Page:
What do these numbers mean?
To simply replace the needed reduction in fossil fuel generation with renewables would require wind and solar generation increase by anywhere from 1.4x to 2.4x from current levels over the next ~7 years. In 2021, wind and solar capacity was just over 200 gigawatts (GW). If we hold the ratio of capacity to generation constant, that means that an additional 280-480 GW of renewable capacity would have to be deployed by 2030 — a rate of ~40-70 GW per year. The record rate of deployment was 30 GW in 2020, so a doubling might be doable.
However — my analysis so far has one huge problem — it assumes that wind and solar electricity generation are equivalent to fossil fuel generation. They are not. Wind and solar are highly variable sources of electricity (because sometimes the wind doesn’t blow and every evening it gets dark), whereas fossil fuels are not. Variable renewables require back-up, so they cannot be deployed interchangeably for fossil fuel generation.
In fact, according to the American Public Power Association, as of February, 2022 there were about 52 gigawatts of new natural gas power capacity under construction, permitted, pending application or planned. Presumably some part of this new capacity is to replace retiring coal plants and some is to back up rapidly deploying renewables. The new natural gas capacity is on top of about 548 GW of capacity already in service (note: through 2026 about 21 GW of natural gas capacity are planned to be retired). If you are still with me, that means that electricity produced by natural gas is expected to grow over most of the current decade.
A search of the 725-page IRA bill finds “natural gas” mentioned on just 11 pages, and absolutely no mention of accelerated retirements (or actually, any retirements) of natural gas power plants. It is important to underscore the obvious but often overlooked point that the deployment of carbon-free energy does not by itself do anything to accelerate decarbonization of the economy. Only the retirement of carbon-intensive sources of energy can do that — which means less burning of oil, coal and natural gas, as shown below.
It is of course conceivable that the emissions reductions resulting from the IRA that are foreseen in black-box models arise from the replacement of carbon-intensive coal with less-carbon-intensive natural gas. If so, that may help the U.S. come closer to a 2030 target, but more fossil fuel power plants (from any source) would also move the U.S. further away from its 2050 net-zero target. After all, achieving net zero means that all fossil fuel electricity will either need to be retired or retrofit with technologies of carbon capture and storage that presently do not exist at scale.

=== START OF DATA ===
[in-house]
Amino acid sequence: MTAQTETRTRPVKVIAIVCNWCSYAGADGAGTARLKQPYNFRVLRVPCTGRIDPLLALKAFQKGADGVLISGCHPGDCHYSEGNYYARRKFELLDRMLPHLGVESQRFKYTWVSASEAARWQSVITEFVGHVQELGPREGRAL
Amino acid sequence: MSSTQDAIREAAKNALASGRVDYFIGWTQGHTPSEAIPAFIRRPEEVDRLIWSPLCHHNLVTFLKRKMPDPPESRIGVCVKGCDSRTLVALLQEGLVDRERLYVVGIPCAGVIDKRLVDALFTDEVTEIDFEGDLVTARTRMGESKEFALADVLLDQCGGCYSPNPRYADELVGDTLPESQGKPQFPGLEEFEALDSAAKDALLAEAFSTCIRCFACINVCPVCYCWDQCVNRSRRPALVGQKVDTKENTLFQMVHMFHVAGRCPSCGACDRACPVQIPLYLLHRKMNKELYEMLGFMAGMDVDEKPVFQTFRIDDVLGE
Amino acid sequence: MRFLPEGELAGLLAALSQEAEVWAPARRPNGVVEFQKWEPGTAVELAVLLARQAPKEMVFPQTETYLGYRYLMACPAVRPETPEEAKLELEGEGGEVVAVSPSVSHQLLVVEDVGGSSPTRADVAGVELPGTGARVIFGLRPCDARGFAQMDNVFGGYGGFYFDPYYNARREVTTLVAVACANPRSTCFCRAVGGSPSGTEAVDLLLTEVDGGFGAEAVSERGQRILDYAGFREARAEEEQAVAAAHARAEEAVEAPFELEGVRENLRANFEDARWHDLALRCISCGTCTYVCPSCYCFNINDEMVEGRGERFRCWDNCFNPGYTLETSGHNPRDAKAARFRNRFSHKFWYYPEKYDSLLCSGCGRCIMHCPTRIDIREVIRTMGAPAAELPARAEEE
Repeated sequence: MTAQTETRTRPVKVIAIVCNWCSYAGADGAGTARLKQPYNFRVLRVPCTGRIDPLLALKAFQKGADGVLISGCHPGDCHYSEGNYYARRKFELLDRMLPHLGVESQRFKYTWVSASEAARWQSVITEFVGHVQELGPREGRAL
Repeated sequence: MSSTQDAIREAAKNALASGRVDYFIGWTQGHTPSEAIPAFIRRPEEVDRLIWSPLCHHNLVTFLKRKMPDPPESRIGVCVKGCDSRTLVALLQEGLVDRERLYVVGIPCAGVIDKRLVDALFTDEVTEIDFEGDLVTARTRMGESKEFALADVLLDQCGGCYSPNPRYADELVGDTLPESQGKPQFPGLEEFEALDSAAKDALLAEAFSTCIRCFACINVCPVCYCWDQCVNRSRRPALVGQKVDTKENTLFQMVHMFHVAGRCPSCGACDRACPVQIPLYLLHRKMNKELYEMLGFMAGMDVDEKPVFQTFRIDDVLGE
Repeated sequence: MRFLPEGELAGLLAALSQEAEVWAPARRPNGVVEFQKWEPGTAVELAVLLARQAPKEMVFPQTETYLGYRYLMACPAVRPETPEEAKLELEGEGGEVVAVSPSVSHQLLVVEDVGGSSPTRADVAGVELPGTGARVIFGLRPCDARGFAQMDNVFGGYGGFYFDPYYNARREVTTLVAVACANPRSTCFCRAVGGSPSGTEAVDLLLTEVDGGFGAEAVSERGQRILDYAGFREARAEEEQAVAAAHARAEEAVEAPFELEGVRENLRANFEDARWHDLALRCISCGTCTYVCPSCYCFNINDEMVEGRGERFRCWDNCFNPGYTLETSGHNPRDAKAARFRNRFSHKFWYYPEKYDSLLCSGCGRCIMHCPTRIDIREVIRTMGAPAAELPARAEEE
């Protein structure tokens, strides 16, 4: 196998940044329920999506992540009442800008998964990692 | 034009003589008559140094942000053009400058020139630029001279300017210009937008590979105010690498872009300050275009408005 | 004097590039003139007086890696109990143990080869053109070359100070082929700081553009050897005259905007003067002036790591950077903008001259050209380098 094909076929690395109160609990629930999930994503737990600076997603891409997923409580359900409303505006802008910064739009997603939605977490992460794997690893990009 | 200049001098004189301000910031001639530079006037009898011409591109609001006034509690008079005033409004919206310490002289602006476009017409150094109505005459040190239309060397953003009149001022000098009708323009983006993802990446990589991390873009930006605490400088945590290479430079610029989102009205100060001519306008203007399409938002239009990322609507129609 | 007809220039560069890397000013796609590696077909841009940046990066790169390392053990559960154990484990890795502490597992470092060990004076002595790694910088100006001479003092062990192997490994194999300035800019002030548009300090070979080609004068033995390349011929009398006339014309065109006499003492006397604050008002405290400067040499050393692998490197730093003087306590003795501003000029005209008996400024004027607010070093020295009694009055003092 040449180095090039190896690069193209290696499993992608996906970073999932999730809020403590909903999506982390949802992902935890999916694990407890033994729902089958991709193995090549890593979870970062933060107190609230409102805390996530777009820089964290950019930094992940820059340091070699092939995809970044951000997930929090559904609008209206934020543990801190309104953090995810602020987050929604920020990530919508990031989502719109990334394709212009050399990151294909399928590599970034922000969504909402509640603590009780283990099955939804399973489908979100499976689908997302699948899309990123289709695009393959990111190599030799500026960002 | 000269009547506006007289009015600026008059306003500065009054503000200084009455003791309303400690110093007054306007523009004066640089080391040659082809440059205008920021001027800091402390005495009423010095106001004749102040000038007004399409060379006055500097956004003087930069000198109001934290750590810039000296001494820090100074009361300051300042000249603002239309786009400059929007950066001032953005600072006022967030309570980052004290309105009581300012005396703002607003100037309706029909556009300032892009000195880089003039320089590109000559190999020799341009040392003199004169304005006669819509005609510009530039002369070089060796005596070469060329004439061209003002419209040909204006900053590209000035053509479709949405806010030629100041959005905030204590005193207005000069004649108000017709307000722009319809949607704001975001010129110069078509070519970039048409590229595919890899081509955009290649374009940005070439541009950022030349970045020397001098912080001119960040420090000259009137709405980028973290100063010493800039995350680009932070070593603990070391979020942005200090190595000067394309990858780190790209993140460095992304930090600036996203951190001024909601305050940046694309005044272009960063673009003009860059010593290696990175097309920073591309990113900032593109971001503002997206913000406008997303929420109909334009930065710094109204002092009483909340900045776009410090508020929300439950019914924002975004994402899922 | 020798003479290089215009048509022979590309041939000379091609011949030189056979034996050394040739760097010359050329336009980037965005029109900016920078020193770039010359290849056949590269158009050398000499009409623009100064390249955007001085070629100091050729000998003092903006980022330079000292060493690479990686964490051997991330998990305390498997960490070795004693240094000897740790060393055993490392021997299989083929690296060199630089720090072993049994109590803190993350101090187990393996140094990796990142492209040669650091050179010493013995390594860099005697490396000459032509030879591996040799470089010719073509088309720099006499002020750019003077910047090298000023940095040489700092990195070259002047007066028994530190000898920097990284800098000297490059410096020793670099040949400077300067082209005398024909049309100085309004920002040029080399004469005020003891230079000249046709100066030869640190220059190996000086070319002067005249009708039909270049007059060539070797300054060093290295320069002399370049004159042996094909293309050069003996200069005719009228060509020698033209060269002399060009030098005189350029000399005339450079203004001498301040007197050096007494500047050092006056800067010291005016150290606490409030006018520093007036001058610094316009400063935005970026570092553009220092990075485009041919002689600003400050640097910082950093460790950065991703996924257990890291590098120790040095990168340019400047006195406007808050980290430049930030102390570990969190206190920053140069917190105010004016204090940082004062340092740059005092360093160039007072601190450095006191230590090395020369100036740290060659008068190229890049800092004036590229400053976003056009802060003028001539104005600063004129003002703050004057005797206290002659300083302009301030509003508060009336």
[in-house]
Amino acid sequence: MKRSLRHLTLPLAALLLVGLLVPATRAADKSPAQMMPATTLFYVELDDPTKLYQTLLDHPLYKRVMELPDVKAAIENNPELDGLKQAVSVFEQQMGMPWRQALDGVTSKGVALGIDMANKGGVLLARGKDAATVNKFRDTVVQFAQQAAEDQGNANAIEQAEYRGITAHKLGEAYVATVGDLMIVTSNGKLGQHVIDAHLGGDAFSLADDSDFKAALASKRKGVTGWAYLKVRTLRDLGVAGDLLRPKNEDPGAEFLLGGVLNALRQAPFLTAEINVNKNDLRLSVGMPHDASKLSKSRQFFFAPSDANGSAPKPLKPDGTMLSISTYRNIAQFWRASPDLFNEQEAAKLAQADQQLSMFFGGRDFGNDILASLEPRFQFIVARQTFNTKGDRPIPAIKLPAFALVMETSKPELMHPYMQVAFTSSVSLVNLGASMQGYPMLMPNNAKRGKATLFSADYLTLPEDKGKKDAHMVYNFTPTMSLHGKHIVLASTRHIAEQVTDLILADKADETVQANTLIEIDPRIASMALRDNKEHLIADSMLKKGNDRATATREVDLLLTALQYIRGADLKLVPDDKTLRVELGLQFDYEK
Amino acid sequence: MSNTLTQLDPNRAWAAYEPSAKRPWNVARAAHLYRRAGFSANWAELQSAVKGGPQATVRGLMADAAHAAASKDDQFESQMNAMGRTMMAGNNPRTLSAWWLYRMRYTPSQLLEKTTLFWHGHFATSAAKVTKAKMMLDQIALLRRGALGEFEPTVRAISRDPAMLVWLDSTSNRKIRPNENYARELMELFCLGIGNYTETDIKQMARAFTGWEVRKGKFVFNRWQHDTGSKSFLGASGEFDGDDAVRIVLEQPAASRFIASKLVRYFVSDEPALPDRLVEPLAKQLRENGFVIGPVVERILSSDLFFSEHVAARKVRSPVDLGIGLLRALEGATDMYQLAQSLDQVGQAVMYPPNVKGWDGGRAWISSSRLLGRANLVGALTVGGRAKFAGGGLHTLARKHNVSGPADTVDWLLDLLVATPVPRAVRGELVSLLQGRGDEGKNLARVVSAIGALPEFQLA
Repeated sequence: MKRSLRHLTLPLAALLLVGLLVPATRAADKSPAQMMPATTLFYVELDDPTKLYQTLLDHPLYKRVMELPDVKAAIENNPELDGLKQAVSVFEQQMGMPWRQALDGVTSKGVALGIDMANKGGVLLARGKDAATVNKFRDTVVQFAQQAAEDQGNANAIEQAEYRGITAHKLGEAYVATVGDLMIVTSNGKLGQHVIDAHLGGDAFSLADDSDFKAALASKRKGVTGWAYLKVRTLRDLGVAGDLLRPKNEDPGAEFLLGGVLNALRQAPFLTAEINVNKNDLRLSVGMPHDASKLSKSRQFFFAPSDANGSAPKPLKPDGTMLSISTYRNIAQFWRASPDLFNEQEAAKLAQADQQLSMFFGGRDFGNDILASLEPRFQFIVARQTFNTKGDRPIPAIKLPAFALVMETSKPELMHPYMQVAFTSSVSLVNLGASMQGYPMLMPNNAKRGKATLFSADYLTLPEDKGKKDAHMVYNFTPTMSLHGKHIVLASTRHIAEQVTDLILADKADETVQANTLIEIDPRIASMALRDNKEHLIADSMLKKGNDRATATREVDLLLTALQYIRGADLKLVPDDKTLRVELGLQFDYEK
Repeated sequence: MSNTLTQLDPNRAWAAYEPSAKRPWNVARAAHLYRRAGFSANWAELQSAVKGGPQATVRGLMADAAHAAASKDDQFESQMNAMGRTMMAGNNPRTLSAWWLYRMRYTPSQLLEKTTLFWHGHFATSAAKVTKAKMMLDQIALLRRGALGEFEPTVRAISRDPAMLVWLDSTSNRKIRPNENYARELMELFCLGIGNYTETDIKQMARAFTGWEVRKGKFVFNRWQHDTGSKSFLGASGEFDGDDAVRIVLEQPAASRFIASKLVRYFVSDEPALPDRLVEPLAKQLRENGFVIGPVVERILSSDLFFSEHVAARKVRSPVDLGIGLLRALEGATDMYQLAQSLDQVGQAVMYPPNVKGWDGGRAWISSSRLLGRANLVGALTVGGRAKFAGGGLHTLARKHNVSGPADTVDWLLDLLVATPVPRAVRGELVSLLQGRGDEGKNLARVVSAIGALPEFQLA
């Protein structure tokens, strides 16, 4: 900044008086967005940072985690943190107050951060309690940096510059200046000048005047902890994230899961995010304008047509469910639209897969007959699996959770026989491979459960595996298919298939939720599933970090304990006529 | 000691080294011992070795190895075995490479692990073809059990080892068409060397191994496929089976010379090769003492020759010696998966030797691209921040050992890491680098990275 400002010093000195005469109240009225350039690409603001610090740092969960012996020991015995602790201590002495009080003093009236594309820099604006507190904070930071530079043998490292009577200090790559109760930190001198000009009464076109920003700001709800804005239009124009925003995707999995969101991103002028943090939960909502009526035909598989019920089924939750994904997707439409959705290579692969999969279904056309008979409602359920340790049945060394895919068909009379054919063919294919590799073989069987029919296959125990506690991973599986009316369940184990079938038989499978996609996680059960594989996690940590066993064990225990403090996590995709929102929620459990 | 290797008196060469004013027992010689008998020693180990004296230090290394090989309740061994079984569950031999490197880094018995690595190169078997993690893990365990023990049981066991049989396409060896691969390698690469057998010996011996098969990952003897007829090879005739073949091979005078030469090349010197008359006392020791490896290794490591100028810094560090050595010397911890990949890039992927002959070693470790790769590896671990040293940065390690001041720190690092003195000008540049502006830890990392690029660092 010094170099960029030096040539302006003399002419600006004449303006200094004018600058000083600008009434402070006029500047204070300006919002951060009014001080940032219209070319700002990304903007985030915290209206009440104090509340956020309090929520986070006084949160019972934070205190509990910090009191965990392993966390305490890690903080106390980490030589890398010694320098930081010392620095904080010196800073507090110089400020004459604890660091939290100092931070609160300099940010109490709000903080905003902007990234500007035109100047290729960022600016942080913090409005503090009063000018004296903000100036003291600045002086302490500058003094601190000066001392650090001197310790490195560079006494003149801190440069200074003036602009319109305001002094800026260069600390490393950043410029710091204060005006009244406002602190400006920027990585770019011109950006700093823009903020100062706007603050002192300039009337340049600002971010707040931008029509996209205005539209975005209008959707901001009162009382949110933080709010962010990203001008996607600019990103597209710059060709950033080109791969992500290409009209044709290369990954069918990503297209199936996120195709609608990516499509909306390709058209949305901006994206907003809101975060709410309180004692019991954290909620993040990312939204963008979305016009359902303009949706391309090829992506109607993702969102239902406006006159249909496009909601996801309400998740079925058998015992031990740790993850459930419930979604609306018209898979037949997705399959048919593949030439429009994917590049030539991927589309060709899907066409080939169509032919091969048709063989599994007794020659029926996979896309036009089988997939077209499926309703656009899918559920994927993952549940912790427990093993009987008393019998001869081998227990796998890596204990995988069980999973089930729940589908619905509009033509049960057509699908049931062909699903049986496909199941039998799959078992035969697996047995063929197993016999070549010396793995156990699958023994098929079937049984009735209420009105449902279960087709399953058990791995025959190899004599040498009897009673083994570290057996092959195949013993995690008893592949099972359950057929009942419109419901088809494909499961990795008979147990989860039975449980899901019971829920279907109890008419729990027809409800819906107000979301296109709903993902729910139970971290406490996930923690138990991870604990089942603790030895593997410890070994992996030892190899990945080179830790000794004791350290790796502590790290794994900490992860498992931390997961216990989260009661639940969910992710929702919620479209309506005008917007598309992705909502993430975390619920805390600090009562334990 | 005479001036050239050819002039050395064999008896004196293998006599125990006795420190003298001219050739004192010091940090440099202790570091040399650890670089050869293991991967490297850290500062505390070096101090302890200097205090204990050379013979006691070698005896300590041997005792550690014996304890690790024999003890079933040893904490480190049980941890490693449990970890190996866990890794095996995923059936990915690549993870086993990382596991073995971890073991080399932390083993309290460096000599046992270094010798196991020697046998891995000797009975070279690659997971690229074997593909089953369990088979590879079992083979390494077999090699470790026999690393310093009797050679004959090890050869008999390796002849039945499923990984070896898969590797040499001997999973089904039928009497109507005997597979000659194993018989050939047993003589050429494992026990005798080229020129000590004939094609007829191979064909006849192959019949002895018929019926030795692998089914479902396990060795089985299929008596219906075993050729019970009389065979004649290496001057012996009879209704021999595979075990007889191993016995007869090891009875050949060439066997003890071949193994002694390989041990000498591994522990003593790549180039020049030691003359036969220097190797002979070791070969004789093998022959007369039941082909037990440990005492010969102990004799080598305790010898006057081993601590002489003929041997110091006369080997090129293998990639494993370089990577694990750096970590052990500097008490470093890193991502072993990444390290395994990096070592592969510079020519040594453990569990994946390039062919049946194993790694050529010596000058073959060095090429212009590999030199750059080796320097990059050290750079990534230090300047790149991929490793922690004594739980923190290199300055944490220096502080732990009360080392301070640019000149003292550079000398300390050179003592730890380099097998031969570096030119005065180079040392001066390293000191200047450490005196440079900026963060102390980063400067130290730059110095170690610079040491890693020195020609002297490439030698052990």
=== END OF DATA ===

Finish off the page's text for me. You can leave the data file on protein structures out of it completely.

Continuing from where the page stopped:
Perhaps the proposed emissions reductions of the IRA come from assumptions of decreased electricity demand or from greenhouse gases other than carbon dioxide (like methane). Maybe the assumption is that aggressive financial incentives for more rapid deployment of renewables somehow inevitably leads to the early retirement of fossil fuel power plants. If any of these mechanisms are carrying the weight of projected future emissions reductions, then we are well down the path of kicking the can down the road, because they would skirt the primary challenge here, which is dramatically reducing reliance on fossil fuels.
OK climate hawks, over to you. I challenge you to explain the policy mechanics of how emissions reductions actually occur under the IRA. I am particularly curious about how much natural gas electricity generation is projected to be in place in 2030, and if less than today, how that actually occurs.
I hope to learn something from this challenge, and hope you will also. I’ll be happy to publish the best responses in a future post. Thanks all!